A question posed on my neighborhood list serve about feeding toddlers caught my eye.
I am looking for a book that discusses eating, behavior, learning (everything) on raising a 12 m growing boy.
This is the fourth time I had heard this question in as many weeks, so I thought that my reply might be worthy of a blog post.
My favorite book about what to feed toddlers is Ruth Yaron’s “Super Baby Food“.
It was my go-to bible for many years and I still use it as a reference source even though my kids now eat just about anything adults eat. She has great suggestions and recipes for everything from baby food purees to healthy finger foods and snacks.
One of the things I found most helpful in this book was the schedule for introducing babies to new foods. Even if she doesn’t inspire you to prepare your own wholesome baby food, you’ll get great ideas for making healthy and nutritious toddler foods.
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I liked her book when I had a baby to feed, but there are many dangerous recipes in there if your family has any history at all of food allergies.
But, if you avoid the ones you disagree with, there are still many good ones that are good ideas.
As far as tone goes, I take what I like and ignore the rest. I figure it was *my* way or the highway when it came to feeding my child so her tone didn’t bother me much.
As always, I enjoy your posts!
Hi Lisa – thanks for reading!
I felt the same way with every baby instruction book I ever read: take what works and feels right for you and your baby and use it to suit your needs.
If your baby suffers from allergies, you will learn to be extra cautious when introducing any new food, of course, and modify any recommendations to exclude what you believe to be unacceptable. However, the great majority of the population (more than 90%)do not experience anaphylactic allergic reactions to any foods.
What I’ve learned in my research is that ANY substance can cause a hypersensitivity reaction in a sensitive person, not just or only the usual suspects of peanuts, shellfish, etc. I see children in my practice who are sensitive to rice, for example, which is traditionally considered one of the safest first foods for babies. As a result, I no longer believe there are any hard-and-fast rules for avoiding allergic reactions before the allergen is identified (see my post “How to Decrease, Asthma, Allergies” for more about this).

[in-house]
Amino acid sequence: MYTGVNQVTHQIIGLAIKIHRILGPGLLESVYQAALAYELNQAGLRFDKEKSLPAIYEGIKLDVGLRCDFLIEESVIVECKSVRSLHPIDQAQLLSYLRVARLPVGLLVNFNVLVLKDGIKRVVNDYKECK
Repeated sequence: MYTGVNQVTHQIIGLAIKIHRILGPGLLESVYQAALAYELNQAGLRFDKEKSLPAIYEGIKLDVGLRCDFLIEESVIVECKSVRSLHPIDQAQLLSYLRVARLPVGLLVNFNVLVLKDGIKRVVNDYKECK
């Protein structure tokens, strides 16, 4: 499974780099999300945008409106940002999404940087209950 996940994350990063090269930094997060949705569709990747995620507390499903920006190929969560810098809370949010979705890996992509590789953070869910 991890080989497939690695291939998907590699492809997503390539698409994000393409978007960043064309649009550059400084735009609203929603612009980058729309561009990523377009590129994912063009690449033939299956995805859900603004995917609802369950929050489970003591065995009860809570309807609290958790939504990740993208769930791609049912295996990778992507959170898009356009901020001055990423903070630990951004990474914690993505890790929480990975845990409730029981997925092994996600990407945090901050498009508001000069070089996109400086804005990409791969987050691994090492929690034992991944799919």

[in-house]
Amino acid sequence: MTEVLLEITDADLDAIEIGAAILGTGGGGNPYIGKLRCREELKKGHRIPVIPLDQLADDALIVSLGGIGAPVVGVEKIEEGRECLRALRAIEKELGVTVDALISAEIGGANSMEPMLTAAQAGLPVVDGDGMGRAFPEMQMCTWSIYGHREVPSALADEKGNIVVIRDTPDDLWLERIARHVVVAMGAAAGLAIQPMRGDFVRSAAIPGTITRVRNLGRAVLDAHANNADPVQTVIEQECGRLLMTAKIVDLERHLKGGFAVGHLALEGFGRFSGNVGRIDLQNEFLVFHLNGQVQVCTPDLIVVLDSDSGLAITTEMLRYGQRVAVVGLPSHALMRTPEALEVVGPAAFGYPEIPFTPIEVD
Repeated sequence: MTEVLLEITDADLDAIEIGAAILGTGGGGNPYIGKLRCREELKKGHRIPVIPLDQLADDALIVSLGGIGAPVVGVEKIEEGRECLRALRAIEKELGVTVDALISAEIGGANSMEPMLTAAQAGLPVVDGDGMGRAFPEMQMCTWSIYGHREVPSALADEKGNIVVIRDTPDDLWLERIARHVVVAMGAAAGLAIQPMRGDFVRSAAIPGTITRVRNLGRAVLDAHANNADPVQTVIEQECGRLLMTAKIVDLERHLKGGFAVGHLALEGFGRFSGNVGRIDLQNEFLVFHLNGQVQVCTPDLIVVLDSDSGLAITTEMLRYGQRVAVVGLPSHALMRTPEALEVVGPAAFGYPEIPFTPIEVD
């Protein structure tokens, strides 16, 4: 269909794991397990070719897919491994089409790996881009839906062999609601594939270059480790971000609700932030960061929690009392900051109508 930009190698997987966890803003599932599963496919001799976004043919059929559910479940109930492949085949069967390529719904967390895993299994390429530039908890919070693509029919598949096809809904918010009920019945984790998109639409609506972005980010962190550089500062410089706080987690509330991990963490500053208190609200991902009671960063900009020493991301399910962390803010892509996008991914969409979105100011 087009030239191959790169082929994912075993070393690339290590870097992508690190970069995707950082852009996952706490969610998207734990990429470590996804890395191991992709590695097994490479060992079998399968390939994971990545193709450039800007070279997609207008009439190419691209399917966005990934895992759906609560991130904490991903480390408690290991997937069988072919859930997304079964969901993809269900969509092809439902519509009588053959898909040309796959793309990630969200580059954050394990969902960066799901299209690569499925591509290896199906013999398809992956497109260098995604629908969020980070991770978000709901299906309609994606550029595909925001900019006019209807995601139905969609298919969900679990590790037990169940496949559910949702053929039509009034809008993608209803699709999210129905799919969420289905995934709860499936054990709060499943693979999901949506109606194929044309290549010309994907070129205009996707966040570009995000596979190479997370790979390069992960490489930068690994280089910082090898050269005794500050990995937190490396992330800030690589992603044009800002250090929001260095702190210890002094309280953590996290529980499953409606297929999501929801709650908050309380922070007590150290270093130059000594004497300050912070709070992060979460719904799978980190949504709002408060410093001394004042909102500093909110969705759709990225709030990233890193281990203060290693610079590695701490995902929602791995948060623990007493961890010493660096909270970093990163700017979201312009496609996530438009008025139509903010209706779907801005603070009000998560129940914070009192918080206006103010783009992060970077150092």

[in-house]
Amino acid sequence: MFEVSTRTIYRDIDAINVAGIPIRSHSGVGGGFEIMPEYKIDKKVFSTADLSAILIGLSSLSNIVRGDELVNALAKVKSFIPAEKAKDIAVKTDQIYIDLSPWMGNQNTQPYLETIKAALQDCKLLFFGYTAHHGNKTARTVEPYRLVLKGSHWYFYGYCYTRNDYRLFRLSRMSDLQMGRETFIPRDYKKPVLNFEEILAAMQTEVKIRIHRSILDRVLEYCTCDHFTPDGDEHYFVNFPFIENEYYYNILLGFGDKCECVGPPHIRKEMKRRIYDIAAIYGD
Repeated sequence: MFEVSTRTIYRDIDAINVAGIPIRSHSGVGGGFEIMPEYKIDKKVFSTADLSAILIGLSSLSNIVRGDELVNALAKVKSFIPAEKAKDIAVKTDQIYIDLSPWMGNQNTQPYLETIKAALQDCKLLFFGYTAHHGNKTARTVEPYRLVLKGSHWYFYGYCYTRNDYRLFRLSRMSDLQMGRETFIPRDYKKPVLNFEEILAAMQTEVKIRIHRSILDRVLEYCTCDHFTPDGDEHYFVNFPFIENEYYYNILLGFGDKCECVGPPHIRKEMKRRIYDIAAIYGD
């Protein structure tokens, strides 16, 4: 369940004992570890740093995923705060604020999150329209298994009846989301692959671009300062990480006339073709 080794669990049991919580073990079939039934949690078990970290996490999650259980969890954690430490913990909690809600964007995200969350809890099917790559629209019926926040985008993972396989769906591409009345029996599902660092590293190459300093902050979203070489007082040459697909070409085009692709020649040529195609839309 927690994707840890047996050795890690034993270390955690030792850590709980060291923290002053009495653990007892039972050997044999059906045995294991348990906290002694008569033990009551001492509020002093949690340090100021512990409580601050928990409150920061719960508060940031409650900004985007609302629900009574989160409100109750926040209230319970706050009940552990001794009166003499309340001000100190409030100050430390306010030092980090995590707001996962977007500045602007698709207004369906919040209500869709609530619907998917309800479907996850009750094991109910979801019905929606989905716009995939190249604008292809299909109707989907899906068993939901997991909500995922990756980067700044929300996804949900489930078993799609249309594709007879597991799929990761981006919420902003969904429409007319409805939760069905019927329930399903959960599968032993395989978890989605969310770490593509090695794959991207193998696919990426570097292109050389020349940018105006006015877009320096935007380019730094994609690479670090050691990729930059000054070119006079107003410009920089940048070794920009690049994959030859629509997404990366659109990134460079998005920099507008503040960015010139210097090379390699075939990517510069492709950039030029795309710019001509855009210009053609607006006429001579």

Like you, I believe that as a parent, you always have to choose what you think is best for your unique child. 🙂
I gotta say, I could not get past her tone. I had a hard time sifting through her “it’s this way or you’re doing it wrong” attitude. I also felt like it could have benefited from a better editor as it was scattered. I just popped onto Amazon to read some of the reviews to make sure I am not remembering a different book (it’s been two years since I last looked through it), and was struck by what one reviewer said: “The organization of the book is astoundingly bad. There is hardly a single page that does not refer you to another page which in turn sends you to an appendix or yet another page. It is mind boggling how this got past an editor…”
That being said, I think she surely had a lot of good ideas and solutions in the book. You just have to take it with a grain of salt, so to speak, and remember to always check with your pediatrician before heavily supplementing your child’s diet, etc.
That’s funny — I read it from cover to cover almost 9 years ago and never had a problem with the organization or editing…and I actually liked her tone. I’m learning that people either love her or hate her!
As with everything, you add to your information bank and use all of your knowledge to make your own decisions.